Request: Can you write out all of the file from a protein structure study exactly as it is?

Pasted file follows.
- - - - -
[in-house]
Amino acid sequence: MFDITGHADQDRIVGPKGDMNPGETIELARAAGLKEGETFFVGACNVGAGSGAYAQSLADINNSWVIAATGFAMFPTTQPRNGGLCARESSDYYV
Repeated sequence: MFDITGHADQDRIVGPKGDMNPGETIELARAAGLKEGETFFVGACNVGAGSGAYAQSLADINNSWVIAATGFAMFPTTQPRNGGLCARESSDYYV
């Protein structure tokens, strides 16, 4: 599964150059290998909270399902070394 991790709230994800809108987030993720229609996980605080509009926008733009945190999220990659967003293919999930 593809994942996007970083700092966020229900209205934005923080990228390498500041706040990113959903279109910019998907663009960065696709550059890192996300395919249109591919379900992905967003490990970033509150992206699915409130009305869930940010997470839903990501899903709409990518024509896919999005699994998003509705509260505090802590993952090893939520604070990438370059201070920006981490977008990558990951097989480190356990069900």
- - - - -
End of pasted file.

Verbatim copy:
[in-house]
Amino acid sequence: MFDITGHADQDRIVGPKGDMNPGETIELARAAGLKEGETFFVGACNVGAGSGAYAQSLADINNSWVIAATGFAMFPTTQPRNGGLCARESSDYYV
Repeated sequence: MFDITGHADQDRIVGPKGDMNPGETIELARAAGLKEGETFFVGACNVGAGSGAYAQSLADINNSWVIAATGFAMFPTTQPRNGGLCARESSDYYV
């Protein structure tokens, strides 16, 4: 599964150059290998909270399902070394 991790709230994800809108987030993720229609996980605080509009926008733009945190999220990659967003293919999930 593809994942996007970083700092966020229900209205934005923080990228390498500041706040990113959903279109910019998907663009960065696709550059890192996300395919249109591919379900992905967003490990970033509150992206699915409130009305869930940010997470839903990501899903709409990518024509896919999005699994998003509705509260505090802590993952090893939520604070990438370059201070920006981490977008990558990951097989480190356990069900």